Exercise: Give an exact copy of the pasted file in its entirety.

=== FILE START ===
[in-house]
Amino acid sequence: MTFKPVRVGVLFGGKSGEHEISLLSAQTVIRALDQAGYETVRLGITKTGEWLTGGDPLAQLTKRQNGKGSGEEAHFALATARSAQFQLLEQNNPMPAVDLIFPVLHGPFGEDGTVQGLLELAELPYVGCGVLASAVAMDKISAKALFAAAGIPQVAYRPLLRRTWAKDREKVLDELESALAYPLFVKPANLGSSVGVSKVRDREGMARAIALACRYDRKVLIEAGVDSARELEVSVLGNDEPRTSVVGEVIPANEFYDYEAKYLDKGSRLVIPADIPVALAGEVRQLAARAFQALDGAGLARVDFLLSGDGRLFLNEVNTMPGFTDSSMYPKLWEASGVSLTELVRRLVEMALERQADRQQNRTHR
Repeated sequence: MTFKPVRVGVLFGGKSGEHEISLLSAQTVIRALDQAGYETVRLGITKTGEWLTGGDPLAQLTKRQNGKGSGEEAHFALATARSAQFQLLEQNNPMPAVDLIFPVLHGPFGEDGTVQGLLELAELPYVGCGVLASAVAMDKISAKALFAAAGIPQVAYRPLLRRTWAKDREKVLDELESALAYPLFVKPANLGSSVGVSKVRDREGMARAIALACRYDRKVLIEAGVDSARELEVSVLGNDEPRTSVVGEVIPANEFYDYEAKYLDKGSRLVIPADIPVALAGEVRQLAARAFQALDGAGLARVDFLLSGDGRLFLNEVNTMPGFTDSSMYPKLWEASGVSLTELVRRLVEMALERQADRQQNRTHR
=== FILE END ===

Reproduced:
[in-house]
Amino acid sequence: MTFKPVRVGVLFGGKSGEHEISLLSAQTVIRALDQAGYETVRLGITKTGEWLTGGDPLAQLTKRQNGKGSGEEAHFALATARSAQFQLLEQNNPMPAVDLIFPVLHGPFGEDGTVQGLLELAELPYVGCGVLASAVAMDKISAKALFAAAGIPQVAYRPLLRRTWAKDREKVLDELESALAYPLFVKPANLGSSVGVSKVRDREGMARAIALACRYDRKVLIEAGVDSARELEVSVLGNDEPRTSVVGEVIPANEFYDYEAKYLDKGSRLVIPADIPVALAGEVRQLAARAFQALDGAGLARVDFLLSGDGRLFLNEVNTMPGFTDSSMYPKLWEASGVSLTELVRRLVEMALERQADRQQNRTHR
Repeated sequence: MTFKPVRVGVLFGGKSGEHEISLLSAQTVIRALDQAGYETVRLGITKTGEWLTGGDPLAQLTKRQNGKGSGEEAHFALATARSAQFQLLEQNNPMPAVDLIFPVLHGPFGEDGTVQGLLELAELPYVGCGVLASAVAMDKISAKALFAAAGIPQVAYRPLLRRTWAKDREKVLDELESALAYPLFVKPANLGSSVGVSKVRDREGMARAIALACRYDRKVLIEAGVDSARELEVSVLGNDEPRTSVVGEVIPANEFYDYEAKYLDKGSRLVIPADIPVALAGEVRQLAARAFQALDGAGLARVDFLLSGDGRLFLNEVNTMPGFTDSSMYPKLWEASGVSLTELVRRLVEMALERQADRQQNRTHR